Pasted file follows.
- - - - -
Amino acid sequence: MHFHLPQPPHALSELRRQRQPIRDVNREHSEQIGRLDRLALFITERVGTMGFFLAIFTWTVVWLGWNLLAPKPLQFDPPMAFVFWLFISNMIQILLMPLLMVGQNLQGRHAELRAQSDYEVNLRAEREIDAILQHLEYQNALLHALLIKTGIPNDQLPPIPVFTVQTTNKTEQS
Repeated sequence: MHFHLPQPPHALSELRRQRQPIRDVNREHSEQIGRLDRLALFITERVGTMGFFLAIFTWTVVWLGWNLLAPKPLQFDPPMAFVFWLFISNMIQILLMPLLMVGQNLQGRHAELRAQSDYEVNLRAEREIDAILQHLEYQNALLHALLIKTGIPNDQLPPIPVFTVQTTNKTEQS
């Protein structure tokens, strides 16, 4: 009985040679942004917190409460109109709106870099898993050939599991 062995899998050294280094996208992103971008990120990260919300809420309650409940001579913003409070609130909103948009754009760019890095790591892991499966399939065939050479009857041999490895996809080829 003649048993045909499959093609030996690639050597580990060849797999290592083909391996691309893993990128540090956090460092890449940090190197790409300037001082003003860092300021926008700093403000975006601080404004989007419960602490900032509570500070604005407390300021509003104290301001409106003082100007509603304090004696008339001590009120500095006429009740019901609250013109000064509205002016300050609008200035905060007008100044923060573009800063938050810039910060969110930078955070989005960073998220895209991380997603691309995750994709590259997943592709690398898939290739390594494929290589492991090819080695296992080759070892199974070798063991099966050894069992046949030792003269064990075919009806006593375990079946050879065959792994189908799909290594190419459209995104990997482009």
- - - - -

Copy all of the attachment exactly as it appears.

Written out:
Amino acid sequence: MHFHLPQPPHALSELRRQRQPIRDVNREHSEQIGRLDRLALFITERVGTMGFFLAIFTWTVVWLGWNLLAPKPLQFDPPMAFVFWLFISNMIQILLMPLLMVGQNLQGRHAELRAQSDYEVNLRAEREIDAILQHLEYQNALLHALLIKTGIPNDQLPPIPVFTVQTTNKTEQS
Repeated sequence: MHFHLPQPPHALSELRRQRQPIRDVNREHSEQIGRLDRLALFITERVGTMGFFLAIFTWTVVWLGWNLLAPKPLQFDPPMAFVFWLFISNMIQILLMPLLMVGQNLQGRHAELRAQSDYEVNLRAEREIDAILQHLEYQNALLHALLIKTGIPNDQLPPIPVFTVQTTNKTEQS
């Protein structure tokens, strides 16, 4: 009985040679942004917190409460109109709106870099898993050939599991 062995899998050294280094996208992103971008990120990260919300809420309650409940001579913003409070609130909103948009754009760019890095790591892991499966399939065939050479009857041999490895996809080829 003649048993045909499959093609030996690639050597580990060849797999290592083909391996691309893993990128540090956090460092890449940090190197790409300037001082003003860092300021926008700093403000975006601080404004989007419960602490900032509570500070604005407390300021509003104290301001409106003082100007509603304090004696008339001590009120500095006429009740019901609250013109000064509205002016300050609008200035905060007008100044923060573009800063938050810039910060969110930078955070989005960073998220895209991380997603691309995750994709590259997943592709690398898939290739390594494929290589492991090819080695296992080759070892199974070798063991099966050894069992046949030792003269064990075919009806006593375990079946050879065959792994189908799909290594190419459209995104990997482009």